Preference - Within the three- and four-terminal groups, it is largely a matter of user preference. The three standard four-terminal models, DET3/2 (250302), DET5/4D and DET5/4R, differ in power supply; DET3/2 is hand-cranked, DET5/4D stands for ìdisposableî batteries, and the ìRî version indicates ìrechargeableî. Selection between these choices is easy, based largely on the operatorís experiences with these power sources. Rechargeables are certainly convenient, but run the risk of ìhuman errorî, i.e., someone forgets to recharge over night. Disposables can be changed in seconds, which minimizes but does not eliminate human factor. A set of ìextrasî taken to a job site can still turn out to be bad, and valuable time lost. Hand-cranking is still the most thoroughly reliable power source, but asks a bit more of the operator. The good news is that most readings can be taken in well under a minute! The time-consuming factor in ground testing is in the setup, not the measurement.

Of the two three-terminal models, the digital DET62D is the selection of choice. It offers all the latest electronic capabilities possible in an economical, three-terminal unit. But the analog 250260 may still be the choice of those who simply love analog, even though the time-base factor is not so significant in ground testing as it is in insulation testing (measurements should stabilize in a matter of seconds). Plus, due to its longevity, reliability, and popularity, the 250260 has been written into many standard test procedures that are encountered throughout industry, the utilities, and the military.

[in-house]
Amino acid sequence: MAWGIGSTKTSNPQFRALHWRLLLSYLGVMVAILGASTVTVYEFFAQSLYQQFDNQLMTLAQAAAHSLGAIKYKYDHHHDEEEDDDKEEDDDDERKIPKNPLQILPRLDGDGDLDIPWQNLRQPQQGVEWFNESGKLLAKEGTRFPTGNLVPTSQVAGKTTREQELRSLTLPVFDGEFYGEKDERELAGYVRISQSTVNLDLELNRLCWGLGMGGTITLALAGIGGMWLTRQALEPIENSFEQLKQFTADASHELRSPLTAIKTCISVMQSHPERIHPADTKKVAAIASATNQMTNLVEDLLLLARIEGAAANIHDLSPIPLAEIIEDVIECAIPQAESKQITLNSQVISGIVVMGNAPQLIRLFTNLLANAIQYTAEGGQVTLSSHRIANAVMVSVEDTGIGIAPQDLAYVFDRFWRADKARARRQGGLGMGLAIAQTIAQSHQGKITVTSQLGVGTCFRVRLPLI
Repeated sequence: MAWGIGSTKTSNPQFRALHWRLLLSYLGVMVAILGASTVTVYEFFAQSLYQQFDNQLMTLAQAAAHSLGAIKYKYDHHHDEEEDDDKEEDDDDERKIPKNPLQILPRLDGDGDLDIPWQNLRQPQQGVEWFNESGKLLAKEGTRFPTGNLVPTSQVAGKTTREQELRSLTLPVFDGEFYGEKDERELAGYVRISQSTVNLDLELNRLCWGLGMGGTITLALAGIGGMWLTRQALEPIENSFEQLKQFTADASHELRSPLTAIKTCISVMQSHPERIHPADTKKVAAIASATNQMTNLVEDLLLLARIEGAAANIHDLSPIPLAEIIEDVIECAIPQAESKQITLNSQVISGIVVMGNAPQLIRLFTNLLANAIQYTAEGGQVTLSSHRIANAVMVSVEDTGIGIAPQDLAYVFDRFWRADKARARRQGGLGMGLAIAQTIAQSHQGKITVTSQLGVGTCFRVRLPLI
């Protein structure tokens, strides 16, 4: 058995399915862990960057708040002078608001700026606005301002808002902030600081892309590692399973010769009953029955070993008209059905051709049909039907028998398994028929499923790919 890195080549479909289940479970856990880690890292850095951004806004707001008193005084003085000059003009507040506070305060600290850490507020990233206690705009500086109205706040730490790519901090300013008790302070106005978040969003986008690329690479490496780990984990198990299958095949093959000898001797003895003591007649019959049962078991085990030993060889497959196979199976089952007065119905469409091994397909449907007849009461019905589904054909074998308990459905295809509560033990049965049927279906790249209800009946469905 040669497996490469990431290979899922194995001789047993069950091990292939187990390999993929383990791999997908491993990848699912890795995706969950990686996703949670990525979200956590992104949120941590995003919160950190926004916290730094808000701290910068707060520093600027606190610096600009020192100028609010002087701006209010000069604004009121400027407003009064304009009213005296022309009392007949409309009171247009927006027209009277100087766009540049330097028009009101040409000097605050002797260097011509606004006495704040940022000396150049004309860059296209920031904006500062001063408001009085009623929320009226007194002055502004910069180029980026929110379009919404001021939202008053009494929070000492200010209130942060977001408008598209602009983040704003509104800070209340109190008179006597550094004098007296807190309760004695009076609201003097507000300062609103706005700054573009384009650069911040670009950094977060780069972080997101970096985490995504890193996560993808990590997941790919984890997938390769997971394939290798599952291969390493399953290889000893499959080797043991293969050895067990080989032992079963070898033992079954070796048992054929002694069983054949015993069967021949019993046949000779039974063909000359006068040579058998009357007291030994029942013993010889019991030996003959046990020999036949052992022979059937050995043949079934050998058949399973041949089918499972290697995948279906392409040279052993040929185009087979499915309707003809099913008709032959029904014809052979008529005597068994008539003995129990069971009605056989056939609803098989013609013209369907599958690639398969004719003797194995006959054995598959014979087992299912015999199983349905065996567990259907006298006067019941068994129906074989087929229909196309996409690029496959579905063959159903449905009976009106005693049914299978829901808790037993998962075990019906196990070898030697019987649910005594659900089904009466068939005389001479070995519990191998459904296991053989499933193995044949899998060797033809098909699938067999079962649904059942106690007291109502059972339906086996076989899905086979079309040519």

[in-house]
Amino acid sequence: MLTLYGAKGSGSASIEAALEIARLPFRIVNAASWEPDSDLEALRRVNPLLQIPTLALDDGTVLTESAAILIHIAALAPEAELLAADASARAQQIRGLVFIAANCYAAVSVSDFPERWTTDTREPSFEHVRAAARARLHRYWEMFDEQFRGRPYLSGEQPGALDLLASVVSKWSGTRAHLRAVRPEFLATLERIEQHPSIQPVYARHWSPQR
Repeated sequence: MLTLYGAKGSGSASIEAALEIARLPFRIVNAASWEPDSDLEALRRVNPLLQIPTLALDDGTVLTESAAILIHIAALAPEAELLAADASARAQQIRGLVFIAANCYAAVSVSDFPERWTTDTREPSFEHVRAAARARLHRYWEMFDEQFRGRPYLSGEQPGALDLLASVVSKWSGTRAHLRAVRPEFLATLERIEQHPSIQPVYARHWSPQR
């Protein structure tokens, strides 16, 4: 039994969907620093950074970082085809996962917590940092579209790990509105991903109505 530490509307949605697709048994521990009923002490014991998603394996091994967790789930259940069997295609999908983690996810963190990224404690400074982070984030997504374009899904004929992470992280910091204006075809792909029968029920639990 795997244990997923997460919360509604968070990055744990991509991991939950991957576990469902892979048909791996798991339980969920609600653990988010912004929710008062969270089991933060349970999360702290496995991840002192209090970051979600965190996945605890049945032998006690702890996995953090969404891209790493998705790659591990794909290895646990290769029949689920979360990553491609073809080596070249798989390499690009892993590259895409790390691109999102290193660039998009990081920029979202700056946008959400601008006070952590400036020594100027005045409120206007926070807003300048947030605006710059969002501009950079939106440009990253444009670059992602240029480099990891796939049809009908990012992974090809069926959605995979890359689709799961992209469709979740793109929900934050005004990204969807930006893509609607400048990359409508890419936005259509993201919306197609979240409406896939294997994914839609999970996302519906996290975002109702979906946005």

Why do I need 20 k of measurement capability when a good ground is no more than a few ohms?
MEGGER® Ground Testers have ranges up to 20 k . This is not overkill. It is correct that when testing an installed ground electrode, once the pass/fail threshold has been exceeded by a substantial amount, the purpose of the test may have been largely fulfilled. But there are at least two significant reasons why actual measurements, rather than over-range indications, can be useful. If a bad ground is to be improved, and the common trial-and-error method is used, it can be handy to see what effect an additional rod or another 10 ft of depth may exert, in order to better plan the overall tactic and have less trial and error. And when resistivity (as opposed to resistance) is being measured, units of measurement are not in ohms, but in ohm-centimeters. These measurements may be thousands of ohms.

How do I know if the unit is working?
You need only connect standard resistors between the leads, and energize the tester. Field calibration resistors are available from AVO or any convenient resistors of appropriate ratings can be substituted. General procedure would be to use two resistors, one with a value at the low end of the scale (1 to 5 ), and one at the high end which could be in hundreds or thousands of Ohms, depending on the model. If a three-terminal model is being checked, connect the resistor between a lead from the common terminal and one from the P terminal, with the C terminal jumpered to the P. For a four-terminal model, jumper the two corresponding pairs of P and C terminals together, take leads from the P terminal and connect the resistor between. Also, don't overlook the battery check. All models have one type or another of battery indicator, so there is no reason to be caught in the field with a dead instrument.